The Life of Katherine Mansfield
Whether or not Karori had people who were “her people,” it certainly had many “characters” of the kind which Katherine Mansfield was to understand and illuminate later in The Aloe, and Prelude, and The Doll's House.
About a mile up the Karori Road beyond “Chesney Wold” was “the monkey tree cottage” where Barry and Eric Waters, the two boy cousins, page 98 lived. Eric was a thin, almost effeminate child.“His shoulder blades stuck out like two little wings.” But Barry, like his pioneer namesake, was “all boy”; and “Spot,” the beautiful silky cocker spaniel, was his shadow.
Their father, Frederick Valentine Waters, was a man more at home in the child's world than in the world of adults. His wife, who had been a Dyer, an older sister of Kathleen's mother, was exactly as “Doady” was described: a beautiful, distinguished-looking woman with a patrician bearing, the heavy-lidded eyes and long, narrow face of the wife of Andrea del Sarto. Frederic Waters was drawn more out of line—more, as Katherine Mansfield thought later, like a Cezanne:
“One of his men gave me quite a shock. He's the spit of a man I've just written about, one Jonathan Trout. To the life. I wish I could cut him out and put him in my book.”
The children's earliest recollection of their aunt was in a darkened room, lying on a sofa with crossed hands and a general air of resignation. The room was sweet with eau-de-Cologne from a handkerchief over her eyes, and their mother was saying:“You poor dear! You always have such headaches!”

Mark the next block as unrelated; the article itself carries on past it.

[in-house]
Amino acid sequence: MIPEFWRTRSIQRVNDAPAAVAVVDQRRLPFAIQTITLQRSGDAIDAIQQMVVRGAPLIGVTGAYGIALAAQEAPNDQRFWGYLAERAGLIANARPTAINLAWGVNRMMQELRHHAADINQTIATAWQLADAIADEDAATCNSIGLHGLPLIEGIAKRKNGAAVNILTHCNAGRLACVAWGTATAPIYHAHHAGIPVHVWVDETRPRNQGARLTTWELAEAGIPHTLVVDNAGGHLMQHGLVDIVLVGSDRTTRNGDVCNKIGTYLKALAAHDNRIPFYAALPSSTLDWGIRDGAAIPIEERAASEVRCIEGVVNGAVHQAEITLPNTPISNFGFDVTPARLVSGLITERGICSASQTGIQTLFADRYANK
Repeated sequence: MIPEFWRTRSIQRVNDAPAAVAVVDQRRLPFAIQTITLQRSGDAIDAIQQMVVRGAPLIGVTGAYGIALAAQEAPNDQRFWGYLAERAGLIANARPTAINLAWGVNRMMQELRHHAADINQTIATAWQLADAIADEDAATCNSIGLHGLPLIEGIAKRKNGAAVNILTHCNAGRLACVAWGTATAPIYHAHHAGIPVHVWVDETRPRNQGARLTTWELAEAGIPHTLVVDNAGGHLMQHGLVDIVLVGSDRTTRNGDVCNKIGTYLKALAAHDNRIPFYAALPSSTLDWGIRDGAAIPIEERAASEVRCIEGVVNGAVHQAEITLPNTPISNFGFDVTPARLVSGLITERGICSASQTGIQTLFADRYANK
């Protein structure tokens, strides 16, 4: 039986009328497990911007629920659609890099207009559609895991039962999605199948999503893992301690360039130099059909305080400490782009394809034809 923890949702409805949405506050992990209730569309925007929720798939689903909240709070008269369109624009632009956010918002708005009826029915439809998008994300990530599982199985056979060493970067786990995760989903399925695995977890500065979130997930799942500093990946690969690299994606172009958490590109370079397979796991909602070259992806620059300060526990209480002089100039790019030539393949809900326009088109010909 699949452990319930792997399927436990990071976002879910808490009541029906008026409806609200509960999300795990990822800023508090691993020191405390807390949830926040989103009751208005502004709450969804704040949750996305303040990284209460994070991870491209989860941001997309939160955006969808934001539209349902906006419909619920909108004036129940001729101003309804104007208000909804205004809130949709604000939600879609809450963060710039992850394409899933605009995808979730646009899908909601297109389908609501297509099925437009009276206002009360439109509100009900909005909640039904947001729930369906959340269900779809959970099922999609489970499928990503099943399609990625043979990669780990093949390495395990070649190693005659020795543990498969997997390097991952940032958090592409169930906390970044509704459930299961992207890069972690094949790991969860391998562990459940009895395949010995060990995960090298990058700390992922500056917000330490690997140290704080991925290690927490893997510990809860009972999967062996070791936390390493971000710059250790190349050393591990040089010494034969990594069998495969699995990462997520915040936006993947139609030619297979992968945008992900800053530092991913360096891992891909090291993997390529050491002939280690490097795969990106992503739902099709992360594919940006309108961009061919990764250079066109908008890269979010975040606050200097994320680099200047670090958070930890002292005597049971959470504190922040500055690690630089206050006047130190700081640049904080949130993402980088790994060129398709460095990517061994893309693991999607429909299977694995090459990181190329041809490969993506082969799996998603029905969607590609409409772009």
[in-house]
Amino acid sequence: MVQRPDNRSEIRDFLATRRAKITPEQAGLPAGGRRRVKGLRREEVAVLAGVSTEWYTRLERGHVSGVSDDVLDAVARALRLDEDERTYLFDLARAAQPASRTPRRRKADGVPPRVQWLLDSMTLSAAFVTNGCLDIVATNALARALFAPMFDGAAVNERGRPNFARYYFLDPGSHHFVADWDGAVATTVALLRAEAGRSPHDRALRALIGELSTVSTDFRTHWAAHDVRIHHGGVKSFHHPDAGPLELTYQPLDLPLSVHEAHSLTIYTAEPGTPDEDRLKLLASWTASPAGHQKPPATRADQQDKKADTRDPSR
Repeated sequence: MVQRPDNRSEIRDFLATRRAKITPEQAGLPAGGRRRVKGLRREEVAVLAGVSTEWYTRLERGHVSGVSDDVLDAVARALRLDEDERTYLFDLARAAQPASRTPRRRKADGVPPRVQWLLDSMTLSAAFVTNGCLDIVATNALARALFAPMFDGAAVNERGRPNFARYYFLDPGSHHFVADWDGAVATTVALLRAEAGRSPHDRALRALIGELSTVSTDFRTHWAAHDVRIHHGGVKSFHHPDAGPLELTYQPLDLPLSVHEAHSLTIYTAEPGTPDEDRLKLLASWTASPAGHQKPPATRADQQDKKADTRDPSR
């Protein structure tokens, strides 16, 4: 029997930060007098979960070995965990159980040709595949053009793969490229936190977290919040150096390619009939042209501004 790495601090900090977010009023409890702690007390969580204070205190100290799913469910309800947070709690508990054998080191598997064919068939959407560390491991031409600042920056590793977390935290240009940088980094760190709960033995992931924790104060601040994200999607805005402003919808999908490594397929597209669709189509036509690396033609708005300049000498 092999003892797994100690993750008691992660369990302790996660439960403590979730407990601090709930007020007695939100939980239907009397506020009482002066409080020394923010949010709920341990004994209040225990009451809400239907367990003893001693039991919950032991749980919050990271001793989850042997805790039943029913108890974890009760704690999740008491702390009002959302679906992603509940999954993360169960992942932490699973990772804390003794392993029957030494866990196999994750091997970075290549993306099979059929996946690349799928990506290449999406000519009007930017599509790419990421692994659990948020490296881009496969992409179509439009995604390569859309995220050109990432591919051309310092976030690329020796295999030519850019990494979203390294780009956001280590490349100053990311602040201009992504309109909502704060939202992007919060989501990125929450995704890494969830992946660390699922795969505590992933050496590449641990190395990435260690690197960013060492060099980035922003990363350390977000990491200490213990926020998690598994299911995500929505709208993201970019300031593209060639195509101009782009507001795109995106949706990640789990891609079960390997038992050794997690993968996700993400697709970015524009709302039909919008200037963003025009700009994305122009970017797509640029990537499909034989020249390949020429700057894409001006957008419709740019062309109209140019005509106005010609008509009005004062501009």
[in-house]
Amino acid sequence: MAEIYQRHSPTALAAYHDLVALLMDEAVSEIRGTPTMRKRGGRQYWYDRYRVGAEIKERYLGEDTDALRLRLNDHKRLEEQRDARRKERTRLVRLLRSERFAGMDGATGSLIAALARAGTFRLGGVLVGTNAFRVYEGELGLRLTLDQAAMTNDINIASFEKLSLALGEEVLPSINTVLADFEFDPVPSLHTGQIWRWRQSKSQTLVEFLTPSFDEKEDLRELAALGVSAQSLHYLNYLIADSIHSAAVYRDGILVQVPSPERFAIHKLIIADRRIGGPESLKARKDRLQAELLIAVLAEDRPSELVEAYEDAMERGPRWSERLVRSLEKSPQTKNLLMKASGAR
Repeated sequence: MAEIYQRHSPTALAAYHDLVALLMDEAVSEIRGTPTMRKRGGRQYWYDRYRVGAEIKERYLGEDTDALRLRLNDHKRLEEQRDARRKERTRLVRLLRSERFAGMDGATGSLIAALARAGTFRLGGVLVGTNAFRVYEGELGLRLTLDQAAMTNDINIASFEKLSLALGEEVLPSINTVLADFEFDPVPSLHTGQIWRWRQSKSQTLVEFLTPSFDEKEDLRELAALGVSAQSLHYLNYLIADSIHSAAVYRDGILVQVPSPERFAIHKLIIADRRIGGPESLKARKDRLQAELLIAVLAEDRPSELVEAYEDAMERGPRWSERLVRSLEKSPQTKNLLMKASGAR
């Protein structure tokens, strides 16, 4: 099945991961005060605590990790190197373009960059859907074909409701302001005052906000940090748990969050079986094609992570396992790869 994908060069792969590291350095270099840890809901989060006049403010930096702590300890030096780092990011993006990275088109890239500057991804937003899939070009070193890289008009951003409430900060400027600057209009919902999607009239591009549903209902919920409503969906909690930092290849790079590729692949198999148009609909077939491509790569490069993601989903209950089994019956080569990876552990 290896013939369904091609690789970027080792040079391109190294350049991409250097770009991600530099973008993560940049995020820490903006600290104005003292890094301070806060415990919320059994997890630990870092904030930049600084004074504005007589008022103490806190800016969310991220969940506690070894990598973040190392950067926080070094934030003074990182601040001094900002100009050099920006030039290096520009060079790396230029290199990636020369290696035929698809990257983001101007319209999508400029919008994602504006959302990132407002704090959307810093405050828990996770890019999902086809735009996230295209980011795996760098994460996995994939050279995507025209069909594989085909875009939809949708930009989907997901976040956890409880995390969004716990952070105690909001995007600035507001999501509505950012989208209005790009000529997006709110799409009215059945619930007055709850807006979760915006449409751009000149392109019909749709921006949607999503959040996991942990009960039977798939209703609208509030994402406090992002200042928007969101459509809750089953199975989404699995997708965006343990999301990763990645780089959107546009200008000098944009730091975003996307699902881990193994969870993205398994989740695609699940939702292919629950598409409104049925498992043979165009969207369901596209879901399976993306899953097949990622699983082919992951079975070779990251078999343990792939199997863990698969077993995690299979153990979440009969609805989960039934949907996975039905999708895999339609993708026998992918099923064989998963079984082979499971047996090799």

He never had much respect for men. He was too chivalrous. When he saw soldiers walking with their arms about girls' waists, he was infuriated.“Men are always taking advantage of poor girls,” he said. He forever took the girl's part and believed it was the man's fault. If a tram in the town went a minute or two early, he champed up and down:“Some poor old lady might have wanted to get on it”; or “some one might be sick and would be too late.” He was a man of charm and kindness, yet he never got ahead. For years he was Assistant Secretary to the Post and Telegraphs, when he should have been head of a Government department. Opportunities came for him to advance; his charm advanced him, but his kindness held him back. There was always someone who, he thought, was entitled to promotion before him, or someone who, he thought, needed it more. So his real life was lived in his hobbies. He had two. One was music. He was baritone soloist with the Wellington Musical Union (under Mr. Parker); and organist at St. Mark's Church; and he led the choir at Karori. His other hobby was gardening—or perhaps it was his excuse for playing with the children—for his results were as varied and unexpected as his changes in appearance. He tied a handkerchief over his head, donned dungarees for his work, and was always wheeling something in a barrow; but the children never knew what face he would be wearing.